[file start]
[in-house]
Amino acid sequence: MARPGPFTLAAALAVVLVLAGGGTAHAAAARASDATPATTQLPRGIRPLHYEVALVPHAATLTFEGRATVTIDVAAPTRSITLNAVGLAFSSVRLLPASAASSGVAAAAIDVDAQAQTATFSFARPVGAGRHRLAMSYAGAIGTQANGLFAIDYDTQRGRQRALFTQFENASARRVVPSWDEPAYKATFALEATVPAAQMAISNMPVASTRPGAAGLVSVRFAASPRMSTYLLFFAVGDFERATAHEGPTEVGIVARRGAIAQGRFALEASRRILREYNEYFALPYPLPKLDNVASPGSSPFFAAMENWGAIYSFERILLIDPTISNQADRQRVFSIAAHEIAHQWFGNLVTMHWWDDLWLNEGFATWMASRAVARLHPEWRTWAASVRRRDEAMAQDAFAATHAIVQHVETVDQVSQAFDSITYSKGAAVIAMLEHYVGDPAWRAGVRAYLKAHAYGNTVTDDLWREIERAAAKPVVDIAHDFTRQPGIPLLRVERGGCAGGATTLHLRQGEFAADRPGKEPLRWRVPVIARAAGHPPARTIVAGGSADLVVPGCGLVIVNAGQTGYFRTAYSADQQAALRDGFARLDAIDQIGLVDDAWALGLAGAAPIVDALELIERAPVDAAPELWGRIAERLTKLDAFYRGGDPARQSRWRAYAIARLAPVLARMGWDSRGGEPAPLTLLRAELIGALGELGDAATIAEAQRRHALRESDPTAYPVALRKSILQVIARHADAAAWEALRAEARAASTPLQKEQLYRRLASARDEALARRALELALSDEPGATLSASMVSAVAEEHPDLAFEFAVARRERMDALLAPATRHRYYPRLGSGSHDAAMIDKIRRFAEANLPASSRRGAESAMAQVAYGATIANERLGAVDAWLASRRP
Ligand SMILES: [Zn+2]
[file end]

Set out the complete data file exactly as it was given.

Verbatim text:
[in-house]
Amino acid sequence: MARPGPFTLAAALAVVLVLAGGGTAHAAAARASDATPATTQLPRGIRPLHYEVALVPHAATLTFEGRATVTIDVAAPTRSITLNAVGLAFSSVRLLPASAASSGVAAAAIDVDAQAQTATFSFARPVGAGRHRLAMSYAGAIGTQANGLFAIDYDTQRGRQRALFTQFENASARRVVPSWDEPAYKATFALEATVPAAQMAISNMPVASTRPGAAGLVSVRFAASPRMSTYLLFFAVGDFERATAHEGPTEVGIVARRGAIAQGRFALEASRRILREYNEYFALPYPLPKLDNVASPGSSPFFAAMENWGAIYSFERILLIDPTISNQADRQRVFSIAAHEIAHQWFGNLVTMHWWDDLWLNEGFATWMASRAVARLHPEWRTWAASVRRRDEAMAQDAFAATHAIVQHVETVDQVSQAFDSITYSKGAAVIAMLEHYVGDPAWRAGVRAYLKAHAYGNTVTDDLWREIERAAAKPVVDIAHDFTRQPGIPLLRVERGGCAGGATTLHLRQGEFAADRPGKEPLRWRVPVIARAAGHPPARTIVAGGSADLVVPGCGLVIVNAGQTGYFRTAYSADQQAALRDGFARLDAIDQIGLVDDAWALGLAGAAPIVDALELIERAPVDAAPELWGRIAERLTKLDAFYRGGDPARQSRWRAYAIARLAPVLARMGWDSRGGEPAPLTLLRAELIGALGELGDAATIAEAQRRHALRESDPTAYPVALRKSILQVIARHADAAAWEALRAEARAASTPLQKEQLYRRLASARDEALARRALELALSDEPGATLSASMVSAVAEEHPDLAFEFAVARRERMDALLAPATRHRYYPRLGSGSHDAAMIDKIRRFAEANLPASSRRGAESAMAQVAYGATIANERLGAVDAWLASRRP
Ligand SMILES: [Zn+2]